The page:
Backpacking and Hiking
Changing the environment of school for an outdoor setting was key to the first weekend. Students found a different setting added to the bonding and the camaraderie. For the second weekend, the entire group traveled to Carmel, New York, to the Clearpool Education Center, which was used as a base for the next two days of activities. Students would set up tents, sleep in sleeping bags, and cook their food outdoors. Unfortunately, much of this took place in the evening when it rained, adding another challenge to those of the planned activities.
A day-long hike in the mountains on the east side of the Hudson River, just north of Cold Spring, where the Hudson winds through two high ranges creating spectacular views, was planned for the two groups. Day packs with raingear, eating utensils, food, mats, water bottles, hiking boots, and other gear were provided for each student, along with a map of the area, whistle, and compass. The groups approached the ascent from two different directions, crossing each other's paths at the halfway point.
A moderate trail was selected for a mix of participants, ranging in age (19 to 49), physical fitness (excellent to fair), hiking experience (none to a great deal). The students were responsible for spotting and following trail markers in relation to the pencilled course on their maps. They selected the lunch spot and rest areas.
In a different way, the issues of leadership and teamwork emerged. Taking the lead and rushing up the mountain, some students set the pace, while others, less able, lagged behind. Those taking the lead were forced to realize that they were responsible for the whole group and needed to find a pace that all could manage. While providing motivation to others, they also had to make sure everyone was in sight and hearing range at all times.
Taking the lead and being a leader, they realized, were two different things. Bringing up the back of the line became as important to the group's safety as setting the lead. Noted one engineer on the experience: "I established in my mind that there is no such thing as a [set in stone] leader or a follower. I realized hat the leaders base what they do on the followers, so the followers become leaders, and vice versa."
Along the route, students alerted others to impediments like hanging branches, slippery rocks, alternate paths, or muddy ground areas. Each team member had to make sure that he or she drank enough water to keep themselves healthy and paid attention to safety, as the result of any sickness or injury would be that their colleagues would have to carry them down the mountain.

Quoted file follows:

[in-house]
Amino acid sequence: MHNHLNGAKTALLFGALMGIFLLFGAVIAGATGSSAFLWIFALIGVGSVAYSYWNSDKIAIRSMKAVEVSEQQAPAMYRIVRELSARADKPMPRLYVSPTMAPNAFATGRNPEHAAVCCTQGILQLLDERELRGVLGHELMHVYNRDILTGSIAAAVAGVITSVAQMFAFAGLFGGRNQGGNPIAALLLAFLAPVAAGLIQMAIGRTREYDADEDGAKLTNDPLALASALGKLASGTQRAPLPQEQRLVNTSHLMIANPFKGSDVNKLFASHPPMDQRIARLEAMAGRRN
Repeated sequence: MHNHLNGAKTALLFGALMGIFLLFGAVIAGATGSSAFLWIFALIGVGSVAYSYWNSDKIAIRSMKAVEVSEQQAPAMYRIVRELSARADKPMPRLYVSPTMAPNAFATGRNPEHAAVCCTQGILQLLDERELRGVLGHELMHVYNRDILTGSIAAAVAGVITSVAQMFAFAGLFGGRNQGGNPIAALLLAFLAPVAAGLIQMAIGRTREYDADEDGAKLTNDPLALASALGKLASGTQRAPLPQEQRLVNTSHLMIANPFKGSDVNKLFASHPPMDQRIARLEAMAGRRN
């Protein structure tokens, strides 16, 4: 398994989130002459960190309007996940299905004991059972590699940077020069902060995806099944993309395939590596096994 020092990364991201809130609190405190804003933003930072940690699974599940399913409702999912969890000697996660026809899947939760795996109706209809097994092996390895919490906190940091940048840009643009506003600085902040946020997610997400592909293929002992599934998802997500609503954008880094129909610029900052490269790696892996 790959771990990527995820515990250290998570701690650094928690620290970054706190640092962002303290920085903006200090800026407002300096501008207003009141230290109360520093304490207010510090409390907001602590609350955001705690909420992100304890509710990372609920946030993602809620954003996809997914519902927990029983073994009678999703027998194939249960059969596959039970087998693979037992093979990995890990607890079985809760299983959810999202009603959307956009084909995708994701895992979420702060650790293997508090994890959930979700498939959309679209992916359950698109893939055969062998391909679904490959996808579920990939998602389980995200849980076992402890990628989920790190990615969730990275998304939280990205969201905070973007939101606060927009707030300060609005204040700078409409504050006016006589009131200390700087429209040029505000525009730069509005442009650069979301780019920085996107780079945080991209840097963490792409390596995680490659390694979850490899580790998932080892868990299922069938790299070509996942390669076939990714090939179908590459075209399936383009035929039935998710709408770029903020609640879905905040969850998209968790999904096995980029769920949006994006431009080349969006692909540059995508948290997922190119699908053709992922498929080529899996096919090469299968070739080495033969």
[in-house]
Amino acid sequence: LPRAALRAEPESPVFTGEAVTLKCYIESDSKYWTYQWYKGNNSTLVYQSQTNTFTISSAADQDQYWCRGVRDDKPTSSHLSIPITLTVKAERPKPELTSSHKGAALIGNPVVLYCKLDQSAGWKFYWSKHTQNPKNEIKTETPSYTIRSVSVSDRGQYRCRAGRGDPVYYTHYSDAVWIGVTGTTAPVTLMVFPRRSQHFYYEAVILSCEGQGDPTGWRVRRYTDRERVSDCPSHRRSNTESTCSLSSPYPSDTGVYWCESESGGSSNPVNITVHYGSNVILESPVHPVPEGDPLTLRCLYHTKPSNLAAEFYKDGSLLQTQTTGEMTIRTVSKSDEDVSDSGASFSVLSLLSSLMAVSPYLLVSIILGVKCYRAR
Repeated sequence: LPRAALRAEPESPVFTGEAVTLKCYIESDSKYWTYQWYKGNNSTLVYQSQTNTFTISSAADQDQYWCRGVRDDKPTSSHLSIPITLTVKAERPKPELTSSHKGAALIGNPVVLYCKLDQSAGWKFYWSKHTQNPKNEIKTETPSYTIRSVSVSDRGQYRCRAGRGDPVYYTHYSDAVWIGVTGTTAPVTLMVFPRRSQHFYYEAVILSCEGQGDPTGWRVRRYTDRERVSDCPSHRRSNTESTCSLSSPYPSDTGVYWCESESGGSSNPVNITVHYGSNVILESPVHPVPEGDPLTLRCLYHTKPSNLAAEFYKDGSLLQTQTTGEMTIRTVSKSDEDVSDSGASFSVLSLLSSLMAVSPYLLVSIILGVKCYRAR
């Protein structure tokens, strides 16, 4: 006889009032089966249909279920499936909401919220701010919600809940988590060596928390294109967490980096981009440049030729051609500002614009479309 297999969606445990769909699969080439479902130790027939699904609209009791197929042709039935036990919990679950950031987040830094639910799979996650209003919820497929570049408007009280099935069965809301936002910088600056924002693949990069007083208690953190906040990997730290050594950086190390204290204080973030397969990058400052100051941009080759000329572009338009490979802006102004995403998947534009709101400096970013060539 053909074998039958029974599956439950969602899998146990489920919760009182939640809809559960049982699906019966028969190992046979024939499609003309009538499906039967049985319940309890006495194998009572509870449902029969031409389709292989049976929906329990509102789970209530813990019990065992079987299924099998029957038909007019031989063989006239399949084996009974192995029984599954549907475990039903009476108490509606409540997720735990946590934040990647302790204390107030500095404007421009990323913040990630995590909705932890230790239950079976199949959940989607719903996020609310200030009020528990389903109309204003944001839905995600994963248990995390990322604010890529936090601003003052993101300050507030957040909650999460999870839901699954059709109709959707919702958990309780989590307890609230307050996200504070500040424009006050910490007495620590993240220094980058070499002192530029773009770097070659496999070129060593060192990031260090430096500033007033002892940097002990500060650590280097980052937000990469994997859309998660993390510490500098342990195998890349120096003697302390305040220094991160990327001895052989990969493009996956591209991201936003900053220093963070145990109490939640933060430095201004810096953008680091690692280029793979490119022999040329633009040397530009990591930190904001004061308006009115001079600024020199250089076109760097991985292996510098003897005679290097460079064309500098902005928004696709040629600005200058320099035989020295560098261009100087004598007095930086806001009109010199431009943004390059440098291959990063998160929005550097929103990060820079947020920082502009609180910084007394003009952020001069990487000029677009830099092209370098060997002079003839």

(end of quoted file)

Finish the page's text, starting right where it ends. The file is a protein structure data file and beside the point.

Like the Alpine Tower, the hike was a physical challenge even to seasoned hikers, and, at times, a seeming impossibility to those with no experience. Yet, in recalling the hike, a student wrote: "I got everything I expected before the course and more...and I have improved my self-confidence. After our hiking experience, I won't be able to look at anything and think that it is impossible."
The group required of itself that it keep everyone together and motivated to get to the top and then to get back down safely. The final descent was completed in darkness and, for one group, rain, adding further challenges to the route. Here, teamwork, keeping one's spirits up, and close contact with the person in front and in back was essential: "I learned more about how confidence, teamwork, and leadership fit into my life and personality" and "I learned that I can face and overcome my fears." The trust built up from the Tower, canoeing, and initiatives became of tantamount importance in this final challenge.
Although the two groups of students were separate for the entire four days, except for when they grouped together each morning, one of the most moving moments of the entire adventure was the night the second group came back late from their hike, exhausted and soaking wet from the rain they had got caught in. The first group helped the others to get warm and dry, made them hot chocolate, found them blankets and pillows, and then cooked them dinner. So much for teamwork. Or, as one student recalled: "The experience was about teamwork. I think what was so beautiful about this experience was the bonding and comradeship that developed."
(go back home)